Also, a run should have a wire mesh or skirt on its bottom to avoid your bunny digging in or even a predator tunneling into the run or playpen if it is not placed on a paved area.

Since they are natural grazers, placing your run on an area with grass and a wire mesh beneath the run will help them foliage as they play.

3. Train them to stop the habit

If you notice this inappropriate behavior, consider reprimanding or interrupting your pet by saying something followed by clapping your hand or stomping your foot. Say things such as ‘NO’ or ‘STOP!’. However, this should not be done in a way to scare them.

Reprimanding will distract him or her momentarily to stop the digging or move on to something different. Repeat it again if he or she begins the digging. Your bunny will associate her behavior with the clapping or thumping your foot and saying ‘no’ or ‘stop’. Afterward, take his or her attention to their digging boxes.

Secondly, consider rewarding these pets. Use the various treats including pieces of fruits and non-leafy vegetable treats to reward them if they are digging in their designated area. These pets will love fruits such as apples, pineapples, oranges, papaya and so on.

You can also pet your bunnies, praise them, groom them and so on. They will associate their good digging behavior with a reward.

Finally, consider using ‘time-outs’ where you return this pet to its hutch or cage if it shows this behavior. Do this for a few minutes before letting it out again. This will make it associate the caging with this digging on a wrong spot and may help it stop the habit.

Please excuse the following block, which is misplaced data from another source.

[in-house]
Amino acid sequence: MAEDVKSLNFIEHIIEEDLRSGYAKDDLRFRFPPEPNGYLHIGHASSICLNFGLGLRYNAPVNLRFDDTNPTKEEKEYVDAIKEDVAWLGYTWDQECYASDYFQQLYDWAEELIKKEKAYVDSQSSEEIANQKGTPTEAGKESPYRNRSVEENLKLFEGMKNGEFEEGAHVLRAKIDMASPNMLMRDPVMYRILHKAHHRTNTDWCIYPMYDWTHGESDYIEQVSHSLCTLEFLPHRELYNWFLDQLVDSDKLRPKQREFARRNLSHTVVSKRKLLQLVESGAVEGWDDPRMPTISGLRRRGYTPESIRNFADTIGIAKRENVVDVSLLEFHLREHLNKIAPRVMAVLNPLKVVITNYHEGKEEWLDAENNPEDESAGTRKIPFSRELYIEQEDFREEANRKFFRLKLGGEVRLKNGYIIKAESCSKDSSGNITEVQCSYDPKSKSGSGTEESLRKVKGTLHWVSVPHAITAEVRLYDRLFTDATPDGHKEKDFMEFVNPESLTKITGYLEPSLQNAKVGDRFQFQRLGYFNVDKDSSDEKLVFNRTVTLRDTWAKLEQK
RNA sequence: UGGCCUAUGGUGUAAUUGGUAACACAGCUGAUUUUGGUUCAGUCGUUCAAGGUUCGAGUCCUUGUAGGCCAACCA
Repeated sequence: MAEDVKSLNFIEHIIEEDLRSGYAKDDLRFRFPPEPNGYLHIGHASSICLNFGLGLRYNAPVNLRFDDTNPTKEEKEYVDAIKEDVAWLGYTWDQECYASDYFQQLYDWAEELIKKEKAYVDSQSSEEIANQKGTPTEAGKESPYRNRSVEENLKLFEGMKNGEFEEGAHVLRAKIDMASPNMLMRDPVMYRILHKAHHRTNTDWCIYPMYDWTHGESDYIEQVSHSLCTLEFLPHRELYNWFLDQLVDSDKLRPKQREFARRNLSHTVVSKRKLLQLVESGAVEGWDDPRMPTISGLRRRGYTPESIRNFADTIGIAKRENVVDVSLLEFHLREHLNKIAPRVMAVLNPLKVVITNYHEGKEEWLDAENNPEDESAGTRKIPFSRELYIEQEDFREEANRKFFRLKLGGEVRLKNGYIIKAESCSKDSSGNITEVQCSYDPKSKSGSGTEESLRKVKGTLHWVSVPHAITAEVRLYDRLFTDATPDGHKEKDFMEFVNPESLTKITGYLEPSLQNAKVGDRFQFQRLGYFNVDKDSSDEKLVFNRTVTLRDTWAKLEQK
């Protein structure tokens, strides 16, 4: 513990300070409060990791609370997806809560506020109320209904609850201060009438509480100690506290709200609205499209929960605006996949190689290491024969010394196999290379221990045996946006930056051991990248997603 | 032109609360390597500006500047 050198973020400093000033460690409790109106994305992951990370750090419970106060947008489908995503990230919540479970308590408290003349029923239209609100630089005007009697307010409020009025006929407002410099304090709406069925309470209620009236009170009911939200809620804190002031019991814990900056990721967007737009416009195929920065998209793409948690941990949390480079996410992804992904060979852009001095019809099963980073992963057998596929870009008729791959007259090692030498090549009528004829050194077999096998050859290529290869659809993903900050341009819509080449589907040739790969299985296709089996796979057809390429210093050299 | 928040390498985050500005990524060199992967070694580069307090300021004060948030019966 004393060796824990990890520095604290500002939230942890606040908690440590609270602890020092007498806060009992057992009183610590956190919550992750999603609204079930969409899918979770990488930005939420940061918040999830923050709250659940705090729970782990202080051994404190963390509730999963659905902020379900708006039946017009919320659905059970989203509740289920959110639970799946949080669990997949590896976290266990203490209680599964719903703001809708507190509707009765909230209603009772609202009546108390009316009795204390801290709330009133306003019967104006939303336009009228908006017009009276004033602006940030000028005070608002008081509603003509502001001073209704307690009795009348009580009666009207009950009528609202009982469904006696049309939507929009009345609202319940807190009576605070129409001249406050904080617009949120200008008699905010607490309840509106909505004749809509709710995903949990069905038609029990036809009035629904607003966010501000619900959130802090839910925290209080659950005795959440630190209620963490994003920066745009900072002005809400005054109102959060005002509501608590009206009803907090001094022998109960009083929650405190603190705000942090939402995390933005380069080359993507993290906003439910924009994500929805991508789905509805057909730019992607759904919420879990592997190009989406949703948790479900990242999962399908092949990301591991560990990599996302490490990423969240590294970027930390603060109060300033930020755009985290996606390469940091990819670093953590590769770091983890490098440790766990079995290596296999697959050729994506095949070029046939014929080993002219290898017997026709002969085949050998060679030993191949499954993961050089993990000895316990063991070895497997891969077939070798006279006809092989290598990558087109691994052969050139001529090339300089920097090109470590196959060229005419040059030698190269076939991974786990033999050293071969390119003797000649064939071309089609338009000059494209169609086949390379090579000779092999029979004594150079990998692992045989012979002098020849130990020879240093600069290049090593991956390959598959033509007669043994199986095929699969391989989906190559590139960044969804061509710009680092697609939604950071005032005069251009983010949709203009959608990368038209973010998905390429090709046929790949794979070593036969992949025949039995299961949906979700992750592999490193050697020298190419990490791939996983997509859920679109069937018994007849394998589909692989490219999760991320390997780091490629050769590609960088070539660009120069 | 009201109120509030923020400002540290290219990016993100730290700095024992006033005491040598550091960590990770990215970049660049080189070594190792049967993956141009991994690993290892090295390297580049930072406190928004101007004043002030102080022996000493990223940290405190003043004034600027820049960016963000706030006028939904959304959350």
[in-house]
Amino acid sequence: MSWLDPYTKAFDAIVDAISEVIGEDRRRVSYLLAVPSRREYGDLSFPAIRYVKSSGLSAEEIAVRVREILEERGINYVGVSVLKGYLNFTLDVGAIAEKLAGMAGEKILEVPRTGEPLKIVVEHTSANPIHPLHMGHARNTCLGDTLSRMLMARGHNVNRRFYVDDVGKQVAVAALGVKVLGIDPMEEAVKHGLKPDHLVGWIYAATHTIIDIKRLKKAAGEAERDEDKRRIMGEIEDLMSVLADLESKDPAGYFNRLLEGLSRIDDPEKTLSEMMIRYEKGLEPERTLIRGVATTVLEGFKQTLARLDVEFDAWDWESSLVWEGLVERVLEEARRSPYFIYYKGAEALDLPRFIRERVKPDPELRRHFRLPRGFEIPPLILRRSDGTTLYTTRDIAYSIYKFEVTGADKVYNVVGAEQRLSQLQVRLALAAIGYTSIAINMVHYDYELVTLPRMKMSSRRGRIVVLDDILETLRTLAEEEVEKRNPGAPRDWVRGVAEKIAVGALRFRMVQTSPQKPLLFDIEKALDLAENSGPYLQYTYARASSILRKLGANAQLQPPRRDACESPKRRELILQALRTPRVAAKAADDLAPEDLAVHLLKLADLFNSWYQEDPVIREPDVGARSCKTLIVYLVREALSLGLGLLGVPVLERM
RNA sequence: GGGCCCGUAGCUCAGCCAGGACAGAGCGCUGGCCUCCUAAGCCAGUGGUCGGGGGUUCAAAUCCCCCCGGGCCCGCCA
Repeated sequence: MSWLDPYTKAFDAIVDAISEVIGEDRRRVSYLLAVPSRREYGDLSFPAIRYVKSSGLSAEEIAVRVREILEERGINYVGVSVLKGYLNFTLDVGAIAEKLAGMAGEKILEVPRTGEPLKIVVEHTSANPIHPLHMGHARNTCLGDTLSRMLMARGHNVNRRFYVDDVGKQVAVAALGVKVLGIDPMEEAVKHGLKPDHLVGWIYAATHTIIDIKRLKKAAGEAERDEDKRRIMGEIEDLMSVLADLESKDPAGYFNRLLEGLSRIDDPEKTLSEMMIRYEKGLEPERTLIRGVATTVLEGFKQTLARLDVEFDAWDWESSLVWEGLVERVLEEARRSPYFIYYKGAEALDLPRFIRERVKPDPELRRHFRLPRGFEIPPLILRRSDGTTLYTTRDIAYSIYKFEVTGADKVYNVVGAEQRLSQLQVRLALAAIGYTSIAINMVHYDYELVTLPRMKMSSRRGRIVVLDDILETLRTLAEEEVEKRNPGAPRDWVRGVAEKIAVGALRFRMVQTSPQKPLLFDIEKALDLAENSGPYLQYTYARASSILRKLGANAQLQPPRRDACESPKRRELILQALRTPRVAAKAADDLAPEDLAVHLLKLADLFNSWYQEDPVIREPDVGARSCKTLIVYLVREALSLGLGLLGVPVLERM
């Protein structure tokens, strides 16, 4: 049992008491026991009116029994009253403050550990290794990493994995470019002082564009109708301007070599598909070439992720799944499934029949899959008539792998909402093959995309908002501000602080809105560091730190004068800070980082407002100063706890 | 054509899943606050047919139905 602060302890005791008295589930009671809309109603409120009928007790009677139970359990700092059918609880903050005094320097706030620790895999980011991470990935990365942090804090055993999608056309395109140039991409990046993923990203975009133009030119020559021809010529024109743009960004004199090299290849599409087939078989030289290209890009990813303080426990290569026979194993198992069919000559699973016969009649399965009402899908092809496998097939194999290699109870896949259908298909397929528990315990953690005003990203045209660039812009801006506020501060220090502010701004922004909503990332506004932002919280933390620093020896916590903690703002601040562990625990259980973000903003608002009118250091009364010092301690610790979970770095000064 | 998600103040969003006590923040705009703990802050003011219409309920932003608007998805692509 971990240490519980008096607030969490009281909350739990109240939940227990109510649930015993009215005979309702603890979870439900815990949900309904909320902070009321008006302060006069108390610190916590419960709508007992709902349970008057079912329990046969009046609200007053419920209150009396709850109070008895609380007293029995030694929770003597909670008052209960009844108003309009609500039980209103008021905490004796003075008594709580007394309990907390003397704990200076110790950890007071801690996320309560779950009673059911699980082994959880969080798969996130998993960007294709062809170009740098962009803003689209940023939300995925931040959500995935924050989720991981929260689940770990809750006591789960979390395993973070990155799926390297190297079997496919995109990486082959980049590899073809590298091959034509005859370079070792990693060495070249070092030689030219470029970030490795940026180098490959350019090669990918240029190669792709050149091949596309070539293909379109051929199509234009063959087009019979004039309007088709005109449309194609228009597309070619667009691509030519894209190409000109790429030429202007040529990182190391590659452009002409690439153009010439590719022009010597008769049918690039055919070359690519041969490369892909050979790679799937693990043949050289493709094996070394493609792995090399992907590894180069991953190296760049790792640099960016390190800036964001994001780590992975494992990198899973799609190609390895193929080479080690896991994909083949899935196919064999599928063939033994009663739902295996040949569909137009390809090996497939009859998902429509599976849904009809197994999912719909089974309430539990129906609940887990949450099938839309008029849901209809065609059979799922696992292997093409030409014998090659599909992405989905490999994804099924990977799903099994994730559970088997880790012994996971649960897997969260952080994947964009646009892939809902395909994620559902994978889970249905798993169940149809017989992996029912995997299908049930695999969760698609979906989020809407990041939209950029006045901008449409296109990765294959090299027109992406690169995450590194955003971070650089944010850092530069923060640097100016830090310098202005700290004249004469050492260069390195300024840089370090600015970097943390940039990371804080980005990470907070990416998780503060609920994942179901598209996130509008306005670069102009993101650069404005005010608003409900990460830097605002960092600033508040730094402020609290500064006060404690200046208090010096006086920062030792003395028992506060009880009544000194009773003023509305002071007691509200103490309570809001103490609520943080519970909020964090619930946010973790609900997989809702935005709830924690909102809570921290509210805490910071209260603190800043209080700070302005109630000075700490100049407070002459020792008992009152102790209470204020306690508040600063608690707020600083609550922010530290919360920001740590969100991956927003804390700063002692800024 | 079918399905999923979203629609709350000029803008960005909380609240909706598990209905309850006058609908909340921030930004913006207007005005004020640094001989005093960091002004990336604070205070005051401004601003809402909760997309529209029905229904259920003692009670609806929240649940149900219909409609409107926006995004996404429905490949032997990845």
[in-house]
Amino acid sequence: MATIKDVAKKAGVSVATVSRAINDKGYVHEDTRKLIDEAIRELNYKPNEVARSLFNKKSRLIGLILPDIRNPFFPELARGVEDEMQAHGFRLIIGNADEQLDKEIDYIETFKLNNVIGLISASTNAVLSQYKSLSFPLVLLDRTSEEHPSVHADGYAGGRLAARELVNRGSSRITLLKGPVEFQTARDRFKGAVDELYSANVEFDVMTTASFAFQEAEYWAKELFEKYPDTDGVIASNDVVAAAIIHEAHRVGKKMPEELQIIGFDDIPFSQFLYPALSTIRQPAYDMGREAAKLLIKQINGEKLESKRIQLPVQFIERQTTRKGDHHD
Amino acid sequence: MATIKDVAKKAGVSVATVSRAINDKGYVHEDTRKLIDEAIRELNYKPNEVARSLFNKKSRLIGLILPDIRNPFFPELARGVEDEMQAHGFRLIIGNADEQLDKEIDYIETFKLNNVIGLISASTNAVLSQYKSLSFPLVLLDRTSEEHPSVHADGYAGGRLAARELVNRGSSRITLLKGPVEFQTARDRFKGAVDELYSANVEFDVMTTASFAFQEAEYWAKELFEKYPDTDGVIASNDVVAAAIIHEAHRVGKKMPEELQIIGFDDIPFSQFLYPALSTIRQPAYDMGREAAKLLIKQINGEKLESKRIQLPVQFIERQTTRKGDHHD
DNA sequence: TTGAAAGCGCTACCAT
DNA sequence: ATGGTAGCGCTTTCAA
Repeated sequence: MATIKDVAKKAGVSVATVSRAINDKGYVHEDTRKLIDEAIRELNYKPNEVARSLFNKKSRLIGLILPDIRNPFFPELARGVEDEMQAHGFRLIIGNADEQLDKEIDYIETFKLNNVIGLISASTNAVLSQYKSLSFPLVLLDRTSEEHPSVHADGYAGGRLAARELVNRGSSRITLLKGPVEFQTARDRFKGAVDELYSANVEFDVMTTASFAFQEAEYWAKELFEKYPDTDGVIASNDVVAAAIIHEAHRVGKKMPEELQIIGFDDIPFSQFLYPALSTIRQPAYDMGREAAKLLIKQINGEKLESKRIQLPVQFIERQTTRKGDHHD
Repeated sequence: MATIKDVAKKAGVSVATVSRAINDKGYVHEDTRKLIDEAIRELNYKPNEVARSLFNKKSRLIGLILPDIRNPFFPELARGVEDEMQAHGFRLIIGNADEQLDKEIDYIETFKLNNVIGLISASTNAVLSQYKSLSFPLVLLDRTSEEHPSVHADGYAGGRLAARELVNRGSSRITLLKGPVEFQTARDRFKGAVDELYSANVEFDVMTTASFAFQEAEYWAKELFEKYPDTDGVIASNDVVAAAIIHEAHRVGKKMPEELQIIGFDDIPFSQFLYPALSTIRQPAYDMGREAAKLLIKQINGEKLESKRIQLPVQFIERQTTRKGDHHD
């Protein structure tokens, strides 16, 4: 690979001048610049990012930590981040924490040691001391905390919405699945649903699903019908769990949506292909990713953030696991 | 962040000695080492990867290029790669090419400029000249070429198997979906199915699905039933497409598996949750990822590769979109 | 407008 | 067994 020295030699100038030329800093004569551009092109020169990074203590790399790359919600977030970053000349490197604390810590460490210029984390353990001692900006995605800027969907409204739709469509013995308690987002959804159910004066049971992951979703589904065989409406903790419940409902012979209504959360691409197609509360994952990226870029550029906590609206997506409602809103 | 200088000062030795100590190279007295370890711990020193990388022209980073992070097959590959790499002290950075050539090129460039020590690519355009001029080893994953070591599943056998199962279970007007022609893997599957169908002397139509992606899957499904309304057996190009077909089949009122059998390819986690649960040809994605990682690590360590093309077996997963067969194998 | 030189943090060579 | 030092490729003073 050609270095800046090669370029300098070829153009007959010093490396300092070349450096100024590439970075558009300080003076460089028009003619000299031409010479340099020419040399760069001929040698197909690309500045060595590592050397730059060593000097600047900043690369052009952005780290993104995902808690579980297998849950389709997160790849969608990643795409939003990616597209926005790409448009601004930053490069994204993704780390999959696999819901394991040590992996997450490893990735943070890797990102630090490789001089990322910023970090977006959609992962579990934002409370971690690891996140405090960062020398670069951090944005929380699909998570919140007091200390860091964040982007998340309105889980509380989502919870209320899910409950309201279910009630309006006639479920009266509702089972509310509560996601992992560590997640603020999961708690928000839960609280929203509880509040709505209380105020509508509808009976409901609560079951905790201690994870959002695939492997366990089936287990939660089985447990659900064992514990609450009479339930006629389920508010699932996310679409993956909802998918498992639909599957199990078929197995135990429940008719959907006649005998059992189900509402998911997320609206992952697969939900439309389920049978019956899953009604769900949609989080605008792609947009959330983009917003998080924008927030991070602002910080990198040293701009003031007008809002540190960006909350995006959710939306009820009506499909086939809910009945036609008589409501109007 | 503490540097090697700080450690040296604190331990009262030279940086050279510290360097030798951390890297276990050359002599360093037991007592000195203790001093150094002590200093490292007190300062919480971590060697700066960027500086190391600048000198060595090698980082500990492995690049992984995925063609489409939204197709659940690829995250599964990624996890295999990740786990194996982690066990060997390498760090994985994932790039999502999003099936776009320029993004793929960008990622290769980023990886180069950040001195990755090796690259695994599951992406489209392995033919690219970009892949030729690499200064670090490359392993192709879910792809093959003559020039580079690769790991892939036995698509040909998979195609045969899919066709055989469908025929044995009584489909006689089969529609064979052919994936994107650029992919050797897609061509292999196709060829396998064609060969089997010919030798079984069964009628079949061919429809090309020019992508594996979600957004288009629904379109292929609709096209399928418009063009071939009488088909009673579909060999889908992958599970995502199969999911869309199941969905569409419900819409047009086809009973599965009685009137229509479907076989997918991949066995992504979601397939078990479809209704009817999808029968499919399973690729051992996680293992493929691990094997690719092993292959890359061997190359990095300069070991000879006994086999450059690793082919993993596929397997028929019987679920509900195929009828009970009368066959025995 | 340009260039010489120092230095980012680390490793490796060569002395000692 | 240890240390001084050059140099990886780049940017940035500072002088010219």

4. Reduce boredom

Boredom can be reduced by things such as providing enough hay, keeping two bunnies together, giving them plenty of rabbit toys including chew toys, as well as a large rabbit run to where they can play and spend some of their energy that would otherwise make them very destructive.

5. Bunny proof and limiting access

Also, consider bunny-proofing your home to stop these pets from accessing and damaging any of your valuables. Things such as placing thick clothing on furniture, plastic covers on carpets, creating barriers and so on will limit access and stop the damage.

6. Consider spaying or neutering

Sometimes, excessive chewing and digging can be triggered by sex hormones. Spaying and neutering might reduce this tendency. Talk to your vet if you notice and obsessive digging behavior in unneutered bunnies.

7. Avoid strong sprays or perfume use

Whereas some people may recommend the use of strong chemicals or perfumes to deter this behavior, they may cause allergies as well as respiratory problems to both humans as well as your furry friends. Also, those formulated for cats and dogs might not work for rabbits. 

Leave a Comment